Policymakers and businesses are now trying to figure out the best way to limit the emissions of greenhouse gases, especially carbon dioxide, which is produced by burning fossil fuels such as coal, oil, and natural gas. Why impose limits? Because accumulating scientific evidence indicates that the increased concentration of greenhouse gases in the atmosphere is causing average temperatures to rise globally. This increase could trigger significant disruption of the world's climate by the end of this century. Although there remain serious uncertainties about the magnitude of the human role in climate change, there is a growing consensus that emissions need to be reduced.
The battle now is over how. The two leading approaches are carbon markets and carbon taxes. Surprisingly, a great many free marketeers favor higher taxes on carbon-emitting fossil fuels over a cap-and-trade carbon market, including former Federal Reserve chairmen Paul Volcker and Alan Greenspan, former chairman of President Bush's Council of Economic Advisers Gregory Mankiw, and former Duke Energy CEO Paul Anderson. A Wall Street Journal Survey in February 2007 found that 54 percent of economists favor a carbon tax over all other approaches.
Earlier this year, ExxonMobil laid out a set of principles for reducing carbon emissions, including maximizing the use of markets, ensuring a uniform and predictable cost of carbon across the economy, minimizing complexity to reduce administrative costs, and providing transparency to companies and consumers. ExxonMobil's vice president for public affairs, Ken Cohen, noted in a conference call with environmental and energy bloggers in January, "Most economists who have looked at this issue would come away saying a carbon tax makes the most sense. It's the most efficient policy. The most sector-neutral. It doesn't favor or disfavor one part of the economy over another." Cohen added, "We do look seriously at carbon tax proposals, but…the devil is in the details."
While carbon taxes are preferred by many policy analysts, proposals for carbon markets dominate Capitol Hill. For example, Senator John McCain, one of the leading Republican candidates for president, said in February that "any responsible climate change measure must have rational, mandatory emission reduction targets and timetables," and it "must utilize a market-based, economy wide 'cap-and-trade' system." McCain is a co-sponsor, with Senator Joe Lieberman, of the Climate Stewardship Act, which would establish a nationwide limit on greenhouse gas emissions and then issue permits to emit greenhouse gases. The McCain-Lieberman bill ambitiously aims to cut greenhouse gas emissions by almost 60 percent below what they would otherwise have been in 2030. Companies that have low emissions could sell their emissions rights to companies that find it expensive to reduce their own emissions.
Business leaders see the policy handwriting on the wall and are rushing to help shape the emerging greenhouse gas (GHG) emissions regulatory scheme to their own best advantage. A government-created market in emissions permits would be particularly responsive to this kind of gamesmanship. In January, the U.S. Climate Action Partnership, consisting of ten big companies with a total market capitalization of $750 billion, including DuPont, Alcoa, General Electric, and BP America, issued a "blueprint for a mandatory economy-wide, market-driven approach to climate protection."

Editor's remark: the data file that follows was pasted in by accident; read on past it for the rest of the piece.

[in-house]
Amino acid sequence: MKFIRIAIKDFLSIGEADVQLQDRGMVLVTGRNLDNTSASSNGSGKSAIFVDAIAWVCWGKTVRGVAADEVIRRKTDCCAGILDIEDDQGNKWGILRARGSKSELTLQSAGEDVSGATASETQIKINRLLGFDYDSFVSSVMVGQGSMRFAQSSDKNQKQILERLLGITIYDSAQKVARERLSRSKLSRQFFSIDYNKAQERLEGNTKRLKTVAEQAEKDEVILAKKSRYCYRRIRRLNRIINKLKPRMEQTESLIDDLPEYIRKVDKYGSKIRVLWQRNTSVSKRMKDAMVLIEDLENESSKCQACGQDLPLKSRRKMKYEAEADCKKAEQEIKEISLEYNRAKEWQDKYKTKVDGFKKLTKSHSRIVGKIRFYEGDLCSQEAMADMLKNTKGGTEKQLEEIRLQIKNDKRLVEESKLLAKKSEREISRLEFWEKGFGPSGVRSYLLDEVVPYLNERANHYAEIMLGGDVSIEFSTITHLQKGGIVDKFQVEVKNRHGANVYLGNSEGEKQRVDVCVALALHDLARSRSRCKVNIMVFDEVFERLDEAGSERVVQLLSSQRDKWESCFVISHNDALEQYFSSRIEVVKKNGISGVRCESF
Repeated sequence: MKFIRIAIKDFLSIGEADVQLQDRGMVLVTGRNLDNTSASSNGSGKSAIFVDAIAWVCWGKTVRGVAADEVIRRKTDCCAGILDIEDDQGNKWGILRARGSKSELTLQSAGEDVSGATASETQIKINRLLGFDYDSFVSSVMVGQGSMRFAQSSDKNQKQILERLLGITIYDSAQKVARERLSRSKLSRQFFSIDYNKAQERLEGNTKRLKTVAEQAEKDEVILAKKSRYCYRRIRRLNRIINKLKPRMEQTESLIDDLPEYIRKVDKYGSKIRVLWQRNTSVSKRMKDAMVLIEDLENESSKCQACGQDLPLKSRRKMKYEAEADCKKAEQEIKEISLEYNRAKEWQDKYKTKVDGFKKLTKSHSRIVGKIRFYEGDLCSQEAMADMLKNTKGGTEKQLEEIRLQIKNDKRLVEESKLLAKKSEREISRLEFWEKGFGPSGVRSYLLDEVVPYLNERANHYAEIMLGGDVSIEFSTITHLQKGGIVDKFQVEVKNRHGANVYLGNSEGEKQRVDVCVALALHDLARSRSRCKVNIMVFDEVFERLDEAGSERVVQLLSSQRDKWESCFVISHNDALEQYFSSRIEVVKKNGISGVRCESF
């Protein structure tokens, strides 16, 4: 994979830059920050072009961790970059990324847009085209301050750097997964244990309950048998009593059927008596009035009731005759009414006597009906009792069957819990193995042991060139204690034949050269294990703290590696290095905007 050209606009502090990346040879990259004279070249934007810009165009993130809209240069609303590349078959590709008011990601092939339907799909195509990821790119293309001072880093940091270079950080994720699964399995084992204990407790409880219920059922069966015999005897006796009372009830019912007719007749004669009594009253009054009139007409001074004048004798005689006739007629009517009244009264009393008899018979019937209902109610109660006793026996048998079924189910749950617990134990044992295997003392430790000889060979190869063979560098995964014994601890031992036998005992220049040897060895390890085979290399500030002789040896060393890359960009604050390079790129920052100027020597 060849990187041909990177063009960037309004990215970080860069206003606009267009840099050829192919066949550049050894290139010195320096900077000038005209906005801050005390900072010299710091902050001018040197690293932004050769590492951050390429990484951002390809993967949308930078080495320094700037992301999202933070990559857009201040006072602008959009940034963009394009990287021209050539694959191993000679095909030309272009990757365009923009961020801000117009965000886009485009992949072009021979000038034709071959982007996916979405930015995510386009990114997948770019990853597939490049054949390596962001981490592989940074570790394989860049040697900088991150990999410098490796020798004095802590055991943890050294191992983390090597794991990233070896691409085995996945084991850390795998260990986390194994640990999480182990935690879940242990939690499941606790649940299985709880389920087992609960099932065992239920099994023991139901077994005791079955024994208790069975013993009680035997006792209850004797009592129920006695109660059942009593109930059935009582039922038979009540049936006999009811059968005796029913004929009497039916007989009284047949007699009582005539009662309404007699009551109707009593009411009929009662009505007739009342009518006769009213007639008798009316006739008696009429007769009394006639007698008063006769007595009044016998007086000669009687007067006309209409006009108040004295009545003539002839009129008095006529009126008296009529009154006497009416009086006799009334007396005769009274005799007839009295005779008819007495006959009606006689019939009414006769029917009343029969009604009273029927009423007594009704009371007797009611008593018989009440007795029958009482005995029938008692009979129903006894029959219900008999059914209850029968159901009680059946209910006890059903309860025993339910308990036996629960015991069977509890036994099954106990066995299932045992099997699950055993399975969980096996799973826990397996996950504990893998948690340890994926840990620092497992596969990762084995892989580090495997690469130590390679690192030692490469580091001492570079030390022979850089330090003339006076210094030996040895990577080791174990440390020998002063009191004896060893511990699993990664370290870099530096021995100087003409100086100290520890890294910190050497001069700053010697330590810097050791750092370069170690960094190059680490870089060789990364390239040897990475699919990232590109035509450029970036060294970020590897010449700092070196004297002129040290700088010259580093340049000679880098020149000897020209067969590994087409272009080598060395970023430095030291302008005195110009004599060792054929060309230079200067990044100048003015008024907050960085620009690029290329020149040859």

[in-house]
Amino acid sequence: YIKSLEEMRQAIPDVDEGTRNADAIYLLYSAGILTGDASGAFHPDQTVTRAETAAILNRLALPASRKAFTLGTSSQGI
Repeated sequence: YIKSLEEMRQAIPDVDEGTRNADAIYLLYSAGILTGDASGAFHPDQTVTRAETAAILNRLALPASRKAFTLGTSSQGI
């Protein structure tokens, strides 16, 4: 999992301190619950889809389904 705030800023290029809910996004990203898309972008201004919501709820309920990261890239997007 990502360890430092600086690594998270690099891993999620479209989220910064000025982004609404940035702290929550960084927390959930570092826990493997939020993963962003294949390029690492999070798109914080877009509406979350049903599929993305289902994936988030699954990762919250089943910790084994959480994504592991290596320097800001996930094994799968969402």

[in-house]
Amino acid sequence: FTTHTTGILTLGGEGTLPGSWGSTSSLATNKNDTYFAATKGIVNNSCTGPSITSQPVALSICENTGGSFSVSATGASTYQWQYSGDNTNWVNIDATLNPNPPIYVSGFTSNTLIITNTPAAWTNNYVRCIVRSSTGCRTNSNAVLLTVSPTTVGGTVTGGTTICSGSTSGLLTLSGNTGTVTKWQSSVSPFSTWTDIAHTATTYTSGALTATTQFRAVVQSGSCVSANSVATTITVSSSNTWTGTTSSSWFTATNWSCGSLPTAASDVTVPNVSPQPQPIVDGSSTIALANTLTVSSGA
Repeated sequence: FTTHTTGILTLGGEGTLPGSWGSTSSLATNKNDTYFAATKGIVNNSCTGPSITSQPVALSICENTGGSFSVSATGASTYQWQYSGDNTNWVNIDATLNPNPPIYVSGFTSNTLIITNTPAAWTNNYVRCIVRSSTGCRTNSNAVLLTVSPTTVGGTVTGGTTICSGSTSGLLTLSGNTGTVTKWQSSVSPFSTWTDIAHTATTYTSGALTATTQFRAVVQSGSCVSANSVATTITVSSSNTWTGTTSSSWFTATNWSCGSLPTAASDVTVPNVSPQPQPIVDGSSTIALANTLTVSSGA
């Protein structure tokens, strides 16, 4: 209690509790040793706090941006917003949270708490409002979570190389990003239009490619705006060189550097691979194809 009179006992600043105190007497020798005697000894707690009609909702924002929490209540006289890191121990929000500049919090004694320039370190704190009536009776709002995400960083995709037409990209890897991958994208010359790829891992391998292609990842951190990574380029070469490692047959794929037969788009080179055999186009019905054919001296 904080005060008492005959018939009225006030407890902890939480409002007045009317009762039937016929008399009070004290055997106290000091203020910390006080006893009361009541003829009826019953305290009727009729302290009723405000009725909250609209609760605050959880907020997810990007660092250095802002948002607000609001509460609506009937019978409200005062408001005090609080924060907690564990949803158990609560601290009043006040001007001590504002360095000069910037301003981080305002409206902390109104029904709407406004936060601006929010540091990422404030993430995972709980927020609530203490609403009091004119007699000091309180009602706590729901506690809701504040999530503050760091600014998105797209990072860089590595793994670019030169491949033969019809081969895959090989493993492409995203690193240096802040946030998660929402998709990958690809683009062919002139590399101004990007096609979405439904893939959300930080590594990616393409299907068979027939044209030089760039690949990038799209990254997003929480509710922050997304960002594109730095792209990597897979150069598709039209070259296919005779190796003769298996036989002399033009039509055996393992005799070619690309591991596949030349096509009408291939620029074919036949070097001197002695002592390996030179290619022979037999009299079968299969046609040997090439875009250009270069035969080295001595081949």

Also in January, the Electric Power Supply Association, the lobby group that represents competitive power suppliers that account for 40 percent of the generating capacity of the U.S., acknowledged that "regulatory and legislative processes are moving forward seriously and with speed." In February, the power-industry lobby group, the Edison Electric Institute, came out in favor of "federal action or legislation to reduce greenhouse gas emissions that…involves all sectors of the economy, and all sources of GHG."
Cap-and-trade schemes for reducing pollutants have a lot going for them. First, many businesses favor them. Second, we already have an American example of a similar market that works. Third, carbon markets are accepted under international treaties and already exist abroad. Fourth, most environmental groups like cap-and-trade systems because they set firm limits on actual emissions. And, fifth, in theory at least, the flexibility of carbon markets enables businesses to figure out the least expensive way to reduce overall emissions.
The United States currently maintains a robust cap-and-trade market in sulfur dioxide permits which advocates of a GHG market hold up as a shining example. Sulfur dioxide (SO2) is emitted by power producers when they burn coal that contains sulfur. Since SO2 is noxious to breathe and contributes to acid rain, Congress in 1990 enacted legislation requiring emissions from electric utilities to be reduced to 8.95 million tons by 2010 (emissions were 17.5 million tons in 1980). Each year, the Environmental Protection Agency issues permits that allow a smaller and smaller amount of SO2 emissions.